“We need you to be a part of this institution with all your heart,” said Dean Nitin Norhia, Dean of the Harvard Business School (HBS), in his closing remarks for the W50 Conference last Friday in Boston, MA. W50? It was a two-day celebration marking the fiftieth anniversary of women’s participation at HBS. A dear friend of mine who looked puzzled when I told her about it asked, “that’s something to celebrate?”
Quirkiness aside I was intrigued by the Dean’s choice of words, ‘your heart.’ Earnest. Simple. Powerful. He sensed power enough in the connection with women’s hearts that he appealed to it. Directly. What else can benefit from that type of engagement?
At two years into transition I think transition is about having the confidence to listen to your heart. What will make your heart sing? The answer is highly personal. To understand it requires a long journey full of ambiguity, isolation and energy.
In January I had the pleasure of spending the morning with a well-regarded researcher of gender studies at Babson College, a leafy hot bed for entrepreneurship just outside of Boston. Thank you Research Jam for such wonderful access. Or, did I always have it?
Anyway we talked about her observations on the transition that women go through when choosing entrepreneurship. Her responses surprised me.
I asked about the triggers she sees when this transition occurs. “The trigger is a ‘realization,’ a realization that living the dream is not just for only a few people,” she shared. Sound familiar?
She also shared her view of transition’s characteristics. Three I thought bordered on profound. First, transition like entrepreneurship requires a self-created identity. In entrepreneurs she observed that this skill set is highly developed.
A self-created identity. Interesting. If I’m honest I’ve had a more productive second year in transition than my first. It might be because I’ve created a working hypothesis or draft identity that supports all my various experiments. It goes something like this. “I’m interested in women’s development. This manifests itself in three ways….” This is where I break and fill in my experiments, including Novofemina. It’s nothing earth shattering but it serves as an umbrella under which I can align my various trials.
Her second characteristic…in transitioning to entrepreneurship women realize that they can create a business on topics that matter to them. Climate change. Nanotechnology. Organic foods. You name it. As a side note this fact played out consistently in the responses to the Research Jam’s Online Survey. Women shared example after example of businesses that were created out of all sorts of passions and events in their lives or the lives of their loved ones.
Her final characteristic was ambiguity. From my humble perspective this is the show stopper for many in transition. Most women I know have so much going on – care of aging parents, paying off education debt, managing families, cultivating all sorts of relationships, work – they don’t have time to invest in ambiguity.
Allowing ambiguity to hang around for any period of time seems like a luxury. Am I right? Women need to wrestle with ambiguity quickly so that they can get on with the 25 other things they need to accomplish before lunch.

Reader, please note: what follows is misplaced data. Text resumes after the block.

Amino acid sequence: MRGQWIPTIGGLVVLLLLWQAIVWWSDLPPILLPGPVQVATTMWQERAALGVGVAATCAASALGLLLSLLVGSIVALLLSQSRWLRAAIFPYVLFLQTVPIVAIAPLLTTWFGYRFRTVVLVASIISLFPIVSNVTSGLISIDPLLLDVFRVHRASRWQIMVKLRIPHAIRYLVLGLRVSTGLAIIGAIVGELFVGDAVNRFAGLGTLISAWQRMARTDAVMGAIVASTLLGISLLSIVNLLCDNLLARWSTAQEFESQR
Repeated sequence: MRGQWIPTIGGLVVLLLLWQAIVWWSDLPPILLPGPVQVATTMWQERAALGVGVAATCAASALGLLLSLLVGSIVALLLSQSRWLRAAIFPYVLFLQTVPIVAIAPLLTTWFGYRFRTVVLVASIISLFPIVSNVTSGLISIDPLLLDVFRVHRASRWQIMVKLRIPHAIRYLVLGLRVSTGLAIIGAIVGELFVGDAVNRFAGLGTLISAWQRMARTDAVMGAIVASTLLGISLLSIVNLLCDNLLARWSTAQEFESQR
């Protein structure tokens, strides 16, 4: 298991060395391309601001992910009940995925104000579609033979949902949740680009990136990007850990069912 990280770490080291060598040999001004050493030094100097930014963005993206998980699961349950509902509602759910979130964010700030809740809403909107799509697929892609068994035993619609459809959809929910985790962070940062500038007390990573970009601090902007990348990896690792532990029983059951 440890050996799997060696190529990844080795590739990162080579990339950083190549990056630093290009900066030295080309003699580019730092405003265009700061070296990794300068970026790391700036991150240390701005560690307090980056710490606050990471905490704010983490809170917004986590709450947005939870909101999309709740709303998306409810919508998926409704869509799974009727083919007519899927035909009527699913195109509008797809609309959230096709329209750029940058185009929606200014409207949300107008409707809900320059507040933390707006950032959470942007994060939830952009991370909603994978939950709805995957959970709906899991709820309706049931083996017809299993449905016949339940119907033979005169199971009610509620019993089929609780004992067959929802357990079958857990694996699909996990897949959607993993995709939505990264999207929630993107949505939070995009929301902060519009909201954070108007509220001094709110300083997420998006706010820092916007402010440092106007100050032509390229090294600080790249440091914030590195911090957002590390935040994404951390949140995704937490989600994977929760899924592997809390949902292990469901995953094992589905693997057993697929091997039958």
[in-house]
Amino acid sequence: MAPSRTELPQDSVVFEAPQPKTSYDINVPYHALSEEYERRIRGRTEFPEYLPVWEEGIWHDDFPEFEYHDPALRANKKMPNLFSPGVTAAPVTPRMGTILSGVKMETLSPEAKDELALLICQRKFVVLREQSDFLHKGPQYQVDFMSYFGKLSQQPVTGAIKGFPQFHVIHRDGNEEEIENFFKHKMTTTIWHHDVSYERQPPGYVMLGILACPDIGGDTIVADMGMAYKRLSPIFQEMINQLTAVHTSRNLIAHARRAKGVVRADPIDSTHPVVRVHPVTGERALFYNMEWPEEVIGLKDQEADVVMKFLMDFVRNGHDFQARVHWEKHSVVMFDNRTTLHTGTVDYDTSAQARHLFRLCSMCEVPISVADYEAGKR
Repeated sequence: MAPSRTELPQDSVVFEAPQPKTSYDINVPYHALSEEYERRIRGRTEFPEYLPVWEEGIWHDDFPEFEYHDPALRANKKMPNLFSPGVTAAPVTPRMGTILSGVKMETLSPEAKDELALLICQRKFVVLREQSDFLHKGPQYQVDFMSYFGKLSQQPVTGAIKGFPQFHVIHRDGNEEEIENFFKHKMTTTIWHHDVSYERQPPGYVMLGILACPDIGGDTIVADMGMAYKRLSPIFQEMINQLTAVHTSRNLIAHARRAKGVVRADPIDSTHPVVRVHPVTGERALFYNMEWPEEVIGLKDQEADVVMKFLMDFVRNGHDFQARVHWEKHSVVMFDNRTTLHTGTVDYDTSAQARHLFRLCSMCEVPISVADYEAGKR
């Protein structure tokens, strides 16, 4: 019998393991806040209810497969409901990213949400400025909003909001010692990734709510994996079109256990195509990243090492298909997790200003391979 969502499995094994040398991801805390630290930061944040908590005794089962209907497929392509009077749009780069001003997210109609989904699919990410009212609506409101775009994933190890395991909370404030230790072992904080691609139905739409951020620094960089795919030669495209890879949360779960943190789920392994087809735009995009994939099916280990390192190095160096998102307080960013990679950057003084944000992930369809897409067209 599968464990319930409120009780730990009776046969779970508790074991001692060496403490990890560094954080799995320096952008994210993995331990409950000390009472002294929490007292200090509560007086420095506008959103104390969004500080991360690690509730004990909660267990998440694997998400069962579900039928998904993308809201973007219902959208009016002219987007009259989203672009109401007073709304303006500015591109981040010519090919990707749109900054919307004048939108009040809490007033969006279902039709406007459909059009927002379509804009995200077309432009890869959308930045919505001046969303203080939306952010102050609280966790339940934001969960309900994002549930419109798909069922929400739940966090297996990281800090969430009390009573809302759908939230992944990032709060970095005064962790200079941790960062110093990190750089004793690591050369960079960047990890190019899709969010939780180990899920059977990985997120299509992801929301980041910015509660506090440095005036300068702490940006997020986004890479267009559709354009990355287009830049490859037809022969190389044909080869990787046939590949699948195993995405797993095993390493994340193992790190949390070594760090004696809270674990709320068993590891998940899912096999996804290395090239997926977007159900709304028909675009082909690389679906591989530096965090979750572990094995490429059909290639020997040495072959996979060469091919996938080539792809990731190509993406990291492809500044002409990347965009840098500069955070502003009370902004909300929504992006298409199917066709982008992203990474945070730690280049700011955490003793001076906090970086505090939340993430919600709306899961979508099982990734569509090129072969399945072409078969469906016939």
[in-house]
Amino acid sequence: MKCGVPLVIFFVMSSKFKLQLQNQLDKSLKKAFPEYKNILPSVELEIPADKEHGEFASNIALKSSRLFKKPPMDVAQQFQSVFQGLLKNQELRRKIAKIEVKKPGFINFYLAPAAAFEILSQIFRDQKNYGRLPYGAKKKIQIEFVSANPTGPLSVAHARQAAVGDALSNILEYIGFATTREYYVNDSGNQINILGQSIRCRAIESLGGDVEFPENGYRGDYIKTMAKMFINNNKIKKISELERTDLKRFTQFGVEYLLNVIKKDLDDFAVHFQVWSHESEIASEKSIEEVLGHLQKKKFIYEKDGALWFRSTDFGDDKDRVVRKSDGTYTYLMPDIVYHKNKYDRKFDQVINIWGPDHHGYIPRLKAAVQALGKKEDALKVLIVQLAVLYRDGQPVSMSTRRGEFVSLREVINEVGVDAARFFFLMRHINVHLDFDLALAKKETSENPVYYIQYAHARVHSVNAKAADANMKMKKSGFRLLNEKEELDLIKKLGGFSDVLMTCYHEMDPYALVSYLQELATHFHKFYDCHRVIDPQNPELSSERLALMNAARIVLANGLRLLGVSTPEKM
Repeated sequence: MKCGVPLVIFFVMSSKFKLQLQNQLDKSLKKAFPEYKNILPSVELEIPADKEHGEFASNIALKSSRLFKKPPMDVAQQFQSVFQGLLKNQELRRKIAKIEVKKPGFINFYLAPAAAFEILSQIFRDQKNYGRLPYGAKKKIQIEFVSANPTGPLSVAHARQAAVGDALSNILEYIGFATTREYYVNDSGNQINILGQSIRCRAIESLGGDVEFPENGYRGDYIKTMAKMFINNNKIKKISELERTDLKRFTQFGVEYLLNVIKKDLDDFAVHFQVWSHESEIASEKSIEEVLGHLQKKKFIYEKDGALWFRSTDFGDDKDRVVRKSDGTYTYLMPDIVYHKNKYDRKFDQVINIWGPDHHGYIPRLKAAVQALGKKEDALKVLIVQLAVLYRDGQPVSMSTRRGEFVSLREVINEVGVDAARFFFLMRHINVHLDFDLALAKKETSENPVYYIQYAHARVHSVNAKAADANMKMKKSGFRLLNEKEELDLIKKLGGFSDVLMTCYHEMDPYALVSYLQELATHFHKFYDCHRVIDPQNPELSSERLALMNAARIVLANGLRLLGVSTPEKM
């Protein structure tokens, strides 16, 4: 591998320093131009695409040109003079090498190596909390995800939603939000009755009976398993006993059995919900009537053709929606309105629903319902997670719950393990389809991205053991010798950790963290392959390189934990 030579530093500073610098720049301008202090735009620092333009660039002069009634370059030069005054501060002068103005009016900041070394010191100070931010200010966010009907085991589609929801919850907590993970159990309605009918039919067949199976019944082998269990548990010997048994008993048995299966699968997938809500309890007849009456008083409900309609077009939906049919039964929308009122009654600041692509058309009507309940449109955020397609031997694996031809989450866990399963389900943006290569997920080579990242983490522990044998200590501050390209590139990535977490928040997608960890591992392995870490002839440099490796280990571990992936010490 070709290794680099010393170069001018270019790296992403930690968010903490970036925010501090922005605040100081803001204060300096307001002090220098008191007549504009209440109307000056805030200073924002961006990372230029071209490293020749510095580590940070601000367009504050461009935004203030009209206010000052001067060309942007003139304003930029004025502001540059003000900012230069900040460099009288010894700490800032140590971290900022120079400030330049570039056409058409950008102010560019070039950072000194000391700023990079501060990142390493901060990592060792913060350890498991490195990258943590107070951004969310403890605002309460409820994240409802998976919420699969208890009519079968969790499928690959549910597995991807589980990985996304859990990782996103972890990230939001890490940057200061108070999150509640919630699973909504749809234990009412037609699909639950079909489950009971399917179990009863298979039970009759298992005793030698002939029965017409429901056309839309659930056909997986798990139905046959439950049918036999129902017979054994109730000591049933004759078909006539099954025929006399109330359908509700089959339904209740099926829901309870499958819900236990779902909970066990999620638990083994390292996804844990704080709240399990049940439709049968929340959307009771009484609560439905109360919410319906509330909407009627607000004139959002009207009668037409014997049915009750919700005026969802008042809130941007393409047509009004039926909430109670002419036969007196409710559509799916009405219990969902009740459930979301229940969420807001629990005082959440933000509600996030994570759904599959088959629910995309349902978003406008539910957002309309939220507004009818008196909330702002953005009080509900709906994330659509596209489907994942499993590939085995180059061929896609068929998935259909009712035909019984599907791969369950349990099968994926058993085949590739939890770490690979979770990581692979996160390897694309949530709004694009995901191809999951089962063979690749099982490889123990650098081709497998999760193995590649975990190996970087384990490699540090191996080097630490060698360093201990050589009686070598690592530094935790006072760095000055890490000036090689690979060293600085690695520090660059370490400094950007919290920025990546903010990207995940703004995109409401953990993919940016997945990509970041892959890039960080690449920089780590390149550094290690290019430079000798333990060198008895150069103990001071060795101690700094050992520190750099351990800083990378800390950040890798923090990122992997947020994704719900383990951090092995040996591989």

It’s funny. A person I interviewed earlier this week also mentioned ambiguity. She thought it was the great divider too. A veteran of transition and a gracious mentor to others she thought that those willing to walk with ambiguity in transition yield a tremendous benefit. To her ambiguity opens our hearts to surprisingly valuable views. Those who don’t go there never see this potential nor benefit from its many gifts.
Before concluding my conversation with the gender research expert at Babson she mentioned data about the growing number of women choosing entrepreneurship. Why is that I wondered out loud?
“Many are disenchanted with the environment from where they came. They see it as their only avenue forward.”
Coincidentally I heard this as well at the W50. “Women seek entrepreneurship as a form of escape,” remarked HBS Professor Rosabeth Moss Kanter at the W50 Conference last week. Long time readers will recall that I didn’t really enjoy her book, Confidence, in spite of its awesome title.
What an interesting theme…both thought leaders were onto escape. How do you respond if overtime you aren’t listened to in the work environment or in other environments where you contribute ? Escape sounds so negative. Is it simply another trigger to create? Creating something that can leverage the fullness of our potential.
I’m a bit critical of a Dean who appeals to hearts of women and the minds of the other gender. But I’ll suspend that conclusion for the more productive……I believe that women get really engaged when they are passionate about something.
Transition in large part is about having the confidence to listen to our hearts. Make no mistake….it isn’t a solitary introspective activity. It requires reaching out to new people and challenging new experiences. Each of these activities needs a common denominator…..your heart has to be in it. Where is yours these days?
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